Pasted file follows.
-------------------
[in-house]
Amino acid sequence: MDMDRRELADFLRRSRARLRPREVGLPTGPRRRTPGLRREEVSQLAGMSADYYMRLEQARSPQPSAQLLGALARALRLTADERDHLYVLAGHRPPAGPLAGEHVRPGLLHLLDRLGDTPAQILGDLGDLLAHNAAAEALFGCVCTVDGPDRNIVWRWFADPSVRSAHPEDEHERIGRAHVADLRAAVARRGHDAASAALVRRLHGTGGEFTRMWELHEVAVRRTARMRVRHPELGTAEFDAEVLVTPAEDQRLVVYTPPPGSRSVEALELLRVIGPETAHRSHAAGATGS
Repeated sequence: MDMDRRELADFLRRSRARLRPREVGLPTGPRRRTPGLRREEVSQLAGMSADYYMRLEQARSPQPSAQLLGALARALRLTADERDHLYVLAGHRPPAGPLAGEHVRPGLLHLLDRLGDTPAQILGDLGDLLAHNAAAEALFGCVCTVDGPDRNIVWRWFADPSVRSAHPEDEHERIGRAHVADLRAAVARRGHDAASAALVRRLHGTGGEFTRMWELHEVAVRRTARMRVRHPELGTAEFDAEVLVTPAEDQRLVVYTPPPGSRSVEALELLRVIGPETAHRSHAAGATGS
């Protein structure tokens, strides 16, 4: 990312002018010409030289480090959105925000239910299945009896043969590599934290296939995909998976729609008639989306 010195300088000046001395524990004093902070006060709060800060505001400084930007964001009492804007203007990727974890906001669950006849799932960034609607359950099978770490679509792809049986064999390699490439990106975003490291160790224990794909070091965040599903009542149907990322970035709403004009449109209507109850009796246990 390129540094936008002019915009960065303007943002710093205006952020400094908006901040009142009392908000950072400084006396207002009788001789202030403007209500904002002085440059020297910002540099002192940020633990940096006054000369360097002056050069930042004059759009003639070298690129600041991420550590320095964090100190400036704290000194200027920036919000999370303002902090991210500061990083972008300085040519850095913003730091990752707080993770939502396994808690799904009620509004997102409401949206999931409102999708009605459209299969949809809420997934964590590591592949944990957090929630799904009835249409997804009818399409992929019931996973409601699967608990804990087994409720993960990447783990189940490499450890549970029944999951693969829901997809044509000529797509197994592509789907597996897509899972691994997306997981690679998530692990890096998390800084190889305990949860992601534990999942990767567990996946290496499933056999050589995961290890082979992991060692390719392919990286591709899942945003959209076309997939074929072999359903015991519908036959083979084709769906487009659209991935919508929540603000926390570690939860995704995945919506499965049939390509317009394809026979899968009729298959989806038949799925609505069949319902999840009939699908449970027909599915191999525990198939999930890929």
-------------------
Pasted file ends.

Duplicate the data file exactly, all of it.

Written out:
[in-house]
Amino acid sequence: MDMDRRELADFLRRSRARLRPREVGLPTGPRRRTPGLRREEVSQLAGMSADYYMRLEQARSPQPSAQLLGALARALRLTADERDHLYVLAGHRPPAGPLAGEHVRPGLLHLLDRLGDTPAQILGDLGDLLAHNAAAEALFGCVCTVDGPDRNIVWRWFADPSVRSAHPEDEHERIGRAHVADLRAAVARRGHDAASAALVRRLHGTGGEFTRMWELHEVAVRRTARMRVRHPELGTAEFDAEVLVTPAEDQRLVVYTPPPGSRSVEALELLRVIGPETAHRSHAAGATGS
Repeated sequence: MDMDRRELADFLRRSRARLRPREVGLPTGPRRRTPGLRREEVSQLAGMSADYYMRLEQARSPQPSAQLLGALARALRLTADERDHLYVLAGHRPPAGPLAGEHVRPGLLHLLDRLGDTPAQILGDLGDLLAHNAAAEALFGCVCTVDGPDRNIVWRWFADPSVRSAHPEDEHERIGRAHVADLRAAVARRGHDAASAALVRRLHGTGGEFTRMWELHEVAVRRTARMRVRHPELGTAEFDAEVLVTPAEDQRLVVYTPPPGSRSVEALELLRVIGPETAHRSHAAGATGS
């Protein structure tokens, strides 16, 4: 990312002018010409030289480090959105925000239910299945009896043969590599934290296939995909998976729609008639989306 010195300088000046001395524990004093902070006060709060800060505001400084930007964001009492804007203007990727974890906001669950006849799932960034609607359950099978770490679509792809049986064999390699490439990106975003490291160790224990794909070091965040599903009542149907990322970035709403004009449109209507109850009796246990 390129540094936008002019915009960065303007943002710093205006952020400094908006901040009142009392908000950072400084006396207002009788001789202030403007209500904002002085440059020297910002540099002192940020633990940096006054000369360097002056050069930042004059759009003639070298690129600041991420550590320095964090100190400036704290000194200027920036919000999370303002902090991210500061990083972008300085040519850095913003730091990752707080993770939502396994808690799904009620509004997102409401949206999931409102999708009605459209299969949809809420997934964590590591592949944990957090929630799904009835249409997804009818399409992929019931996973409601699967608990804990087994409720993960990447783990189940490499450890549970029944999951693969829901997809044509000529797509197994592509789907597996897509899972691994997306997981690679998530692990890096998390800084190889305990949860992601534990999942990767567990996946290496499933056999050589995961290890082979992991060692390719392919990286591709899942945003959209076309997939074929072999359903015991519908036959083979084709769906487009659209991935919508929540603000926390570690939860995704995945919506499965049939390509317009394809026979899968009729298959989806038949799925609505069949319902999840009939699908449970027909599915191999525990198939999930890929």